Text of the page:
We design and manufacture our own fabric because we think that's the best way to produce interesting, high quality clothing. Our Madras is handcrafted for us by a small company based near Chennai, India. They are among the foremost experts on traditional Indian vegetable dyeing techniques and have been working to refine the process for several decades. The yarn is woven on a Victorian Selvedge loom to produce a light, strong fabric with a soft hand.
Vegetable dyeing is slow - some stages can take over a month - but it produces a complexity and depth of colour that is unobtainable with synthetic dyes. As the dyes are natural there is none of the pollution associated with industrial dyeing, rather the byproducts from our dyeing process are turned into compost and the waste water is used on crops.
Our fabric is made exclusively for us by a small company based in the countryside not far from Chennai, India. Chennai was previously known as Madras - from which the fabric gets its name. This fabric, characterised by its light weight and loose weave is traditionally Indian and has been produced there for centuries. This, however, was generally a plain muslin that was then overprinted or embroidered in elaborate patterns. The colourful plaids that are generally called Madras today first began appearing about 150 years ago and was the result of a very Scottish influence.
The Tartan craze of the 19th century began with George IV's visit to Scotland in 1822 and was continued through the reigns of William and Victoria - who decorated Balmoral extensively with tartans designed by Prince Albert. This took place against a background of rapid industrialisation of the Scottish textiles industry, which saw the traditional hand looms being replaced by large scale industrial production of cloth for the international market. The influence of Scottish tartan on the Indian textiles industry can be seen on the excellent Harris Museum Textiles Manufacturers Of India website. The examples pictured are swatches of fabric manufactured in Madras sometime around 1866. One is very clearly a Tartan while the other bears a great deal of resemblance to the fabric that is today called Madras. One of the major companies involved in manufacturing and marketing this fabric was Anderson & Lawrie who later became David & John Anderson.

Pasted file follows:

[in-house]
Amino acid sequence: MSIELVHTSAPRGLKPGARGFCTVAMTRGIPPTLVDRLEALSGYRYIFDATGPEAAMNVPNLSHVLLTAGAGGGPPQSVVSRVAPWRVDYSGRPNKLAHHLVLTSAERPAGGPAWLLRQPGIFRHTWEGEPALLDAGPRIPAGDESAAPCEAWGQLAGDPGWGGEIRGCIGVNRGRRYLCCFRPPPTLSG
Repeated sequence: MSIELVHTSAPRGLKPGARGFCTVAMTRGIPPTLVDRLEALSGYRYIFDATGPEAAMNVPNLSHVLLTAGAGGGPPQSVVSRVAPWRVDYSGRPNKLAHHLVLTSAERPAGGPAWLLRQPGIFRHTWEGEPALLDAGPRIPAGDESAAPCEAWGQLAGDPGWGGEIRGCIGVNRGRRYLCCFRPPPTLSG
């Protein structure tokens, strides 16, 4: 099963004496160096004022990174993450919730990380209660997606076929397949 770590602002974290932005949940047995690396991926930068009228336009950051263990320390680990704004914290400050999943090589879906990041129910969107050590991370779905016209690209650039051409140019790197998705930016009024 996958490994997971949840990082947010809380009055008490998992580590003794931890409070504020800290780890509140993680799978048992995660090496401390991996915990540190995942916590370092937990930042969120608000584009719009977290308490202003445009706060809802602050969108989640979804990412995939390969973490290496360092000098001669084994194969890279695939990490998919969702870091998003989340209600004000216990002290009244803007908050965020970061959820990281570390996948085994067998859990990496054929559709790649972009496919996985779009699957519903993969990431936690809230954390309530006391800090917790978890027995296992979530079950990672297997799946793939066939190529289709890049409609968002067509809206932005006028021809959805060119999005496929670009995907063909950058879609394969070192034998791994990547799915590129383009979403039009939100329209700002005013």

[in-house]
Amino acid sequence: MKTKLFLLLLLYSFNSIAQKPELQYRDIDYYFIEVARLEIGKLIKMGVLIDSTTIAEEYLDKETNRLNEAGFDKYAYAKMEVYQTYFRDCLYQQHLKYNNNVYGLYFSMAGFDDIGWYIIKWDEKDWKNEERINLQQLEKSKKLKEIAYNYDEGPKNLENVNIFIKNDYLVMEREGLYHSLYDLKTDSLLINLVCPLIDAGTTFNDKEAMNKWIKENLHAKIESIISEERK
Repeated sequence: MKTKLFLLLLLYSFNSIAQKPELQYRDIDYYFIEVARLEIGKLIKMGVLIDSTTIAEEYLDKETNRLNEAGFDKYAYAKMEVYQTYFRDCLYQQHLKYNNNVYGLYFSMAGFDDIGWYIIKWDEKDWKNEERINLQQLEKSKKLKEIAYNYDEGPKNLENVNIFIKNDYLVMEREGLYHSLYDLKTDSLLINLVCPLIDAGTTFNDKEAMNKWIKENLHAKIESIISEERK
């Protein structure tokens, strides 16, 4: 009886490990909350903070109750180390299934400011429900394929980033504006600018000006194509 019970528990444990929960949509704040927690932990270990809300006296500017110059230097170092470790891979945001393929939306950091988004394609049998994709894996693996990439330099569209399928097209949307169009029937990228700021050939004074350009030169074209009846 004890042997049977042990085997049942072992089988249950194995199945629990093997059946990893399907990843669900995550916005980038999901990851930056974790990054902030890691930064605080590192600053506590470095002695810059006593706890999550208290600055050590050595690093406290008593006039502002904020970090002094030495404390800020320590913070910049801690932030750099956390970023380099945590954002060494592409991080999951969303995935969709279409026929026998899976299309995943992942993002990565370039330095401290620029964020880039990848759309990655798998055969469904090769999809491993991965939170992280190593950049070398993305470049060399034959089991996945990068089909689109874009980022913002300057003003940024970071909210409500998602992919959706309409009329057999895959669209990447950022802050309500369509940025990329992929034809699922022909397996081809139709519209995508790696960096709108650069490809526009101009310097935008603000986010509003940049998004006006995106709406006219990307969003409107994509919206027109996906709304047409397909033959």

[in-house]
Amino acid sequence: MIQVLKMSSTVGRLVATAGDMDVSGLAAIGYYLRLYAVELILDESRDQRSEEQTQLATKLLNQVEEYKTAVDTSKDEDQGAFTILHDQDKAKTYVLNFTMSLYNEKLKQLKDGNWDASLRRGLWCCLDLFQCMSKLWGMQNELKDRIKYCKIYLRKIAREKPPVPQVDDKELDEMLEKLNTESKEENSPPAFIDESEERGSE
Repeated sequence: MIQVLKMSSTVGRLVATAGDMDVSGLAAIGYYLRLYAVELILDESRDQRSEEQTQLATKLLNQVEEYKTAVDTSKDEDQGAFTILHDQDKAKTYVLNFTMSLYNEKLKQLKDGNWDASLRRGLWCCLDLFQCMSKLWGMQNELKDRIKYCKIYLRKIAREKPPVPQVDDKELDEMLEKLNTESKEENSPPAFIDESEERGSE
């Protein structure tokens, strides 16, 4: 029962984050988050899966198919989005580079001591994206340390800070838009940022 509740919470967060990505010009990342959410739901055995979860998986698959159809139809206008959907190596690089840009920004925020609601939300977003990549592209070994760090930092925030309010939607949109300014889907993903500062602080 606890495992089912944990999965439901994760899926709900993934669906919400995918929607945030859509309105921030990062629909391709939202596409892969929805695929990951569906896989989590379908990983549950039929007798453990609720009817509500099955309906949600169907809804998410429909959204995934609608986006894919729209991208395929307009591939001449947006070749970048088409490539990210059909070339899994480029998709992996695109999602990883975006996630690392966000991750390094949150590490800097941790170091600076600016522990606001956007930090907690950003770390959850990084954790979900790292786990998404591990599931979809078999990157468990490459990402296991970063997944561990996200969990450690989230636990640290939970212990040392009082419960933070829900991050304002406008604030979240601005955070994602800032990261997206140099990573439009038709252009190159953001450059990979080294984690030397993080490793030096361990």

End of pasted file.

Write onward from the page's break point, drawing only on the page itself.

David & John Anderson owned one of the largest mills in Glasgow during the 1850s and are today best known as the inventors of Oxford cloth. What is less well known today is the influence they had on the Indian textiles industry. An article in the Boston Evening Transcript from Friday, January 17th 1908 credits them as "the earliest makers of the Oxford cloth and the originators of the Colored Madras and Zephyr Cloths of which they invented the names, now so largely used for Shirtings all over the world". It also states that because of these that they are "so well known at the present day in America, London and the Continent of Europe". It is known that David & John Anderson supplied Brooks Brothers and several other major American shirt makers with Oxford cloth and it is likely that this is also where they first encountered Madras.
Though Madras was known to America from the time it was first woven - 5 piece of plain muslin were part of the 1718 donation that the Governor of Madras Elihu Yales gave to the college that now bares his name - its heyday lasted from the late 1950s until the mid 1960s. It first gained popularity among the Americans tourists who holidayed in Bermuda and the West Indies during the 1930s as the light weight and loose weave were perfect for the climate. From here it was worn by Ivy League students going back to college in the Autumn where it marked them out as wealthy enough to visit the expensive tropical resorts. This demand grew up till the advent of WWII.
In the postwar years several major manufacturers introduced patterned madras to the American public. Unfortunately, the sudden high demand for fabric from India led to much being manufactured that wasn't given sufficient time to fix. When these shirts were laundered for the first time all the colours bled into one another. Customers were unhappy about this and immediately returned them to the manufacturers. Marketing guru David Ogilvy was brought in and came up with the ingenius solution of making a feature of the running colours. "Guaranteed to Bleed" was born and became an immediate success right across America.
The fabric began to fade away during the late 1960s when consumer tastes moved towards brighter and bolder synthetic colours and changes to the Indian economy meant the small scale, labour intensive vegetable dyeing became less viable. It has rarely been available in the years since and today we are one of the only companies who produce it.